After a recent leak of allegedly over 32 million passwords, Twitter has been forced to respond by locking many users out of their accounts.
The leak, which became public late Wednesday night, saw a website called LeakedSource announce it was in possession of 33 million passwords and Twitter account credentials. While Twitter has not corroborated these numbers, it did admit that the users affected were in the millions.
Twitter has denied any responsibility for the hacks and the company's Trust and Security Officer, Michael Coates, is adamant that the company's servers were not breached - indeed, the formatting of the data has led even LeakedSource to back Coates, stating that it was pretty confident that "Twitter wasn’t hacked, rather the consumer was."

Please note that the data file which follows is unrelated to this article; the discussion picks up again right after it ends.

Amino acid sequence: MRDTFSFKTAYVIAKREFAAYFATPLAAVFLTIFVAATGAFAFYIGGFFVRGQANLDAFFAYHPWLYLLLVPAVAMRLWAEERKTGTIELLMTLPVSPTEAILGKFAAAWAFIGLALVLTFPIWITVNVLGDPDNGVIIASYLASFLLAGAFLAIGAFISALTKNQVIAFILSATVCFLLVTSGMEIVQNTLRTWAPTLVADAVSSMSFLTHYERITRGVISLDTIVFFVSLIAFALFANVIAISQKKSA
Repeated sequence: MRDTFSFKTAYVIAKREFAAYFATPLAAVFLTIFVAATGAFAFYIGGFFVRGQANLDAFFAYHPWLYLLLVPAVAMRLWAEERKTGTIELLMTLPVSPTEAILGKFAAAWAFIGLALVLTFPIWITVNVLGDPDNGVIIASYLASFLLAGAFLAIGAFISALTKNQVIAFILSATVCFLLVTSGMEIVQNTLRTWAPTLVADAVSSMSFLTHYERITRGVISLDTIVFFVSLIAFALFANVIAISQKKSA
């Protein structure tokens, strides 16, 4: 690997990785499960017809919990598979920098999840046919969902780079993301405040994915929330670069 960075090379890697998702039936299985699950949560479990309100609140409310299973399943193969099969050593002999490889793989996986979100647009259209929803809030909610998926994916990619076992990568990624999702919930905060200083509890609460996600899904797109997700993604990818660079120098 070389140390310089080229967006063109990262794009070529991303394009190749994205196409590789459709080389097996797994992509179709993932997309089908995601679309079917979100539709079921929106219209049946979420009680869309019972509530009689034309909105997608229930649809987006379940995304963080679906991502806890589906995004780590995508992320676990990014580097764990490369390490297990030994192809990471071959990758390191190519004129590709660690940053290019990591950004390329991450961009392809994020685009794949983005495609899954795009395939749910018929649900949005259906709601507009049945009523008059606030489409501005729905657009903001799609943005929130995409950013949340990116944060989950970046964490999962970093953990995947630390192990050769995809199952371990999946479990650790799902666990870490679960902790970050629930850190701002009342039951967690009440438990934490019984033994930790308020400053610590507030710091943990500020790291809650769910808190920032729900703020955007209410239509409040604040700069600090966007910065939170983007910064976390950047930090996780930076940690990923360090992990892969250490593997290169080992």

Coates also added that the number of users affected, while clearly in the millions, may not have been as large as stated by LeakedSource as a number of the accounts 'were not valid'.
In response, however, the social platform has been forced to work with LeakedSource to identify at-risk accounts and has issued warnings to the affected users, even locking many out of their accounts pending a password reset.
This should serve as just another reminder of the need for measures such as two-factor authentication and the need to change your passwords regularly.
Source: The Wall Street Journal (requires subscription)